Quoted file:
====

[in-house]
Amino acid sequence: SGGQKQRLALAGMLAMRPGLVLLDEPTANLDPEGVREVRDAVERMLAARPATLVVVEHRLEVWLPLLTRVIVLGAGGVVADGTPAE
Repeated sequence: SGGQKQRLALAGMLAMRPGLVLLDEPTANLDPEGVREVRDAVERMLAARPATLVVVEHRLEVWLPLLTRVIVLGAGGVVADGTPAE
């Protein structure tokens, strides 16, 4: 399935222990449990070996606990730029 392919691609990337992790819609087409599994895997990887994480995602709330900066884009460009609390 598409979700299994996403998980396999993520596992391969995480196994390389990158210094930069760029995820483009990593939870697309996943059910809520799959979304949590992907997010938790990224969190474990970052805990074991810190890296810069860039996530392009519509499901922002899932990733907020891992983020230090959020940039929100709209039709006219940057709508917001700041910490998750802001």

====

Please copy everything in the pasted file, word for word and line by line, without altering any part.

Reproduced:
[in-house]
Amino acid sequence: SGGQKQRLALAGMLAMRPGLVLLDEPTANLDPEGVREVRDAVERMLAARPATLVVVEHRLEVWLPLLTRVIVLGAGGVVADGTPAE
Repeated sequence: SGGQKQRLALAGMLAMRPGLVLLDEPTANLDPEGVREVRDAVERMLAARPATLVVVEHRLEVWLPLLTRVIVLGAGGVVADGTPAE
């Protein structure tokens, strides 16, 4: 399935222990449990070996606990730029 392919691609990337992790819609087409599994895997990887994480995602709330900066884009460009609390 598409979700299994996403998980396999993520596992391969995480196994390389990158210094930069760029995820483009990593939870697309996943059910809520799959979304949590992907997010938790990224969190474990970052805990074991810190890296810069860039996530392009519509499901922002899932990733907020891992983020230090959020940039929100709209039709006219940057709508917001700041910490998750802001």